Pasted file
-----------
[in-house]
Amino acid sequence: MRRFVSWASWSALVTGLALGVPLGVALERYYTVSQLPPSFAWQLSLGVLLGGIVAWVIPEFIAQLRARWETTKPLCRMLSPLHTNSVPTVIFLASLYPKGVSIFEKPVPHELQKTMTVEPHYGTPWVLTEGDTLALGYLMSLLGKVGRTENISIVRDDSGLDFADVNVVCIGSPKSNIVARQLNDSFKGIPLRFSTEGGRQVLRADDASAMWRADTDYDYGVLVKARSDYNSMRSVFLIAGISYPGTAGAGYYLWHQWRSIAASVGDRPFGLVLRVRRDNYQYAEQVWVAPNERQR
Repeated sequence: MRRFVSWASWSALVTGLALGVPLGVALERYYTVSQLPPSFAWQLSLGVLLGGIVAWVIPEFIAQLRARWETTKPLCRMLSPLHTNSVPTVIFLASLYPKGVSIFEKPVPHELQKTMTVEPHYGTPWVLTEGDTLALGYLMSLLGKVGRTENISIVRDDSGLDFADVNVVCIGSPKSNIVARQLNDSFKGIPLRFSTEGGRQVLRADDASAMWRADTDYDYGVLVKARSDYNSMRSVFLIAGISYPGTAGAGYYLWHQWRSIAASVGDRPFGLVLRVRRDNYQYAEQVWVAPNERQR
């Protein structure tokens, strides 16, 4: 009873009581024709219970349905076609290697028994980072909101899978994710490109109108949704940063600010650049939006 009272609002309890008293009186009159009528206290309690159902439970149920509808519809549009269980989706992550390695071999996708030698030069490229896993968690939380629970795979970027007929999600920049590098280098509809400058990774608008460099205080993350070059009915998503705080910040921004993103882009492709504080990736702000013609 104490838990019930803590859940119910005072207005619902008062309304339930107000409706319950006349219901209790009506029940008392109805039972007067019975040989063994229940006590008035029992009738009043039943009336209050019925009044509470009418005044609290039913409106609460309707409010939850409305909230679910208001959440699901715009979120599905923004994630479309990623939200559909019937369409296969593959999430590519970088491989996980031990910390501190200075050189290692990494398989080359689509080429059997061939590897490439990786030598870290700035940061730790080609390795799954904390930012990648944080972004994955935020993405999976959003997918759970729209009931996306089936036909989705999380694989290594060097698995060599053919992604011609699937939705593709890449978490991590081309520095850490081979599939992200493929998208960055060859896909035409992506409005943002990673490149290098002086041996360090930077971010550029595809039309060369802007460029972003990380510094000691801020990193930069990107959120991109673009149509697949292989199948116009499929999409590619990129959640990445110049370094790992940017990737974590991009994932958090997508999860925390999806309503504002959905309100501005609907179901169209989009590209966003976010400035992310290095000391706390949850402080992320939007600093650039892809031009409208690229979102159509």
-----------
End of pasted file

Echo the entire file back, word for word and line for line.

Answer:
[in-house]
Amino acid sequence: MRRFVSWASWSALVTGLALGVPLGVALERYYTVSQLPPSFAWQLSLGVLLGGIVAWVIPEFIAQLRARWETTKPLCRMLSPLHTNSVPTVIFLASLYPKGVSIFEKPVPHELQKTMTVEPHYGTPWVLTEGDTLALGYLMSLLGKVGRTENISIVRDDSGLDFADVNVVCIGSPKSNIVARQLNDSFKGIPLRFSTEGGRQVLRADDASAMWRADTDYDYGVLVKARSDYNSMRSVFLIAGISYPGTAGAGYYLWHQWRSIAASVGDRPFGLVLRVRRDNYQYAEQVWVAPNERQR
Repeated sequence: MRRFVSWASWSALVTGLALGVPLGVALERYYTVSQLPPSFAWQLSLGVLLGGIVAWVIPEFIAQLRARWETTKPLCRMLSPLHTNSVPTVIFLASLYPKGVSIFEKPVPHELQKTMTVEPHYGTPWVLTEGDTLALGYLMSLLGKVGRTENISIVRDDSGLDFADVNVVCIGSPKSNIVARQLNDSFKGIPLRFSTEGGRQVLRADDASAMWRADTDYDYGVLVKARSDYNSMRSVFLIAGISYPGTAGAGYYLWHQWRSIAASVGDRPFGLVLRVRRDNYQYAEQVWVAPNERQR
């Protein structure tokens, strides 16, 4: 009873009581024709219970349905076609290697028994980072909101899978994710490109109108949704940063600010650049939006 009272609002309890008293009186009159009528206290309690159902439970149920509808519809549009269980989706992550390695071999996708030698030069490229896993968690939380629970795979970027007929999600920049590098280098509809400058990774608008460099205080993350070059009915998503705080910040921004993103882009492709504080990736702000013609 104490838990019930803590859940119910005072207005619902008062309304339930107000409706319950006349219901209790009506029940008392109805039972007067019975040989063994229940006590008035029992009738009043039943009336209050019925009044509470009418005044609290039913409106609460309707409010939850409305909230679910208001959440699901715009979120599905923004994630479309990623939200559909019937369409296969593959999430590519970088491989996980031990910390501190200075050189290692990494398989080359689509080429059997061939590897490439990786030598870290700035940061730790080609390795799954904390930012990648944080972004994955935020993405999976959003997918759970729209009931996306089936036909989705999380694989290594060097698995060599053919992604011609699937939705593709890449978490991590081309520095850490081979599939992200493929998208960055060859896909035409992506409005943002990673490149290098002086041996360090930077971010550029595809039309060369802007460029972003990380510094000691801020990193930069990107959120991109673009149509697949292989199948116009499929999409590619990129959640990445110049370094790992940017990737974590991009994932958090997508999860925390999806309503504002959905309100501005609907179901169209989009590209966003976010400035992310290095000391706390949850402080992320939007600093650039892809031009409208690229979102159509």